Even if you do not qualify for a protective order, the abuser may have committed a crime. If you call the police, they may arrest him/her for a crime and you may get a restraining order through the criminal court. Remember that even if you do have a protective order, you can still report him/her to the police if you believe s/he committed a crime against you.
If the abuser has misused technology in a way that you believe may be a crime, go to our Abuse Using Technology section to learn what types of behaviors are covered under criminal state laws.
Here is a list of some possible crimes in Virginia that the abuser may have committed. You can click on the links to read the legal definition of each crime on our State Statutes page:
- Violation of a court order regarding custody and visitation
- Abduction and kidnapping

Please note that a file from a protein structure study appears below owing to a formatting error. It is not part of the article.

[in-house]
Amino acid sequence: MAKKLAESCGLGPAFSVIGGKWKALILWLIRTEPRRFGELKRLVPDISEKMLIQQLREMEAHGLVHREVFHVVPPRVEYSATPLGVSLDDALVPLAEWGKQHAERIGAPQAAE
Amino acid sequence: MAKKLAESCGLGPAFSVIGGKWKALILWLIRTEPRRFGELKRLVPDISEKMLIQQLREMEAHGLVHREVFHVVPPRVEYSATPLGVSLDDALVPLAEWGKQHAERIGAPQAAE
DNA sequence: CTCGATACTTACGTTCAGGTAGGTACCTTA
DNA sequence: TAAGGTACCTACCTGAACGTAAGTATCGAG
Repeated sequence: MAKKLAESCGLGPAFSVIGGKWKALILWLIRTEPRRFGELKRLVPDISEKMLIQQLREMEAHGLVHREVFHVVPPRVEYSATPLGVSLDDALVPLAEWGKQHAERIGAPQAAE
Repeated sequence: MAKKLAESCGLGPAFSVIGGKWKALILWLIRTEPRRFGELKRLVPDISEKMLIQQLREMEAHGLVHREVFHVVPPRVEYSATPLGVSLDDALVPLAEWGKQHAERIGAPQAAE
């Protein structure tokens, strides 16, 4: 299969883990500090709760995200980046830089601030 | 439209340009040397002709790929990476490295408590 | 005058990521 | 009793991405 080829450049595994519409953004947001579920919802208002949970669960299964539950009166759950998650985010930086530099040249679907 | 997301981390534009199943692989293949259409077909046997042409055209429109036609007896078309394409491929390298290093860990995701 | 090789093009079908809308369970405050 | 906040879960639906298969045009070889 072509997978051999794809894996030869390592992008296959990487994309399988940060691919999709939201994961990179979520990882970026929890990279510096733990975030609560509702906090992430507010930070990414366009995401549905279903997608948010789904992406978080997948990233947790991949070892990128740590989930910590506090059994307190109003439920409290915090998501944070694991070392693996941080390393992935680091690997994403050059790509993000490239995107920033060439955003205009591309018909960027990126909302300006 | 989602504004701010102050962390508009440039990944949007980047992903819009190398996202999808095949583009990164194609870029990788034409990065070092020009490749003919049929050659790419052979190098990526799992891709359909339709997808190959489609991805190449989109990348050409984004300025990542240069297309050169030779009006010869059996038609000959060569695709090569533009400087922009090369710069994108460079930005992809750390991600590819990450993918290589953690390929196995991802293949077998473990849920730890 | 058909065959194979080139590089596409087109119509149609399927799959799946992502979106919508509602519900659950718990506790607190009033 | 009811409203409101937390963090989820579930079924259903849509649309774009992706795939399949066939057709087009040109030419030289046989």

- Assault and battery against a family or household member
- Violation of protective orders
- Aggravated sexual battery
- Unauthorized use of electronic tracking device
- Unlawful dissemination or sale of images of another
- Sexual battery
- Harassment by computer
- Identity theft.
The Virginia Department of Corrections runs a Victim Services Unit, which provides information on victims' rights and services. You can also call them at (800) 560-4292.
For information on victims' compensation in Virginia, visit the Criminal Injuries Compensation Fund website, or contact them by telephone at (800) 552-4007.
You may learn more about crimes by calling your local police department, sheriff's department, or district attorney's office. See our VA Sheriff Departments page for the contact information for your local sheriff's department.
If you are a victim of domestic violence and have been charged with a crime, you can go to our Battered Women Charged with Crimes page.
Other organizations for victims of crime are listed on our National Organizations - Crime Victims page.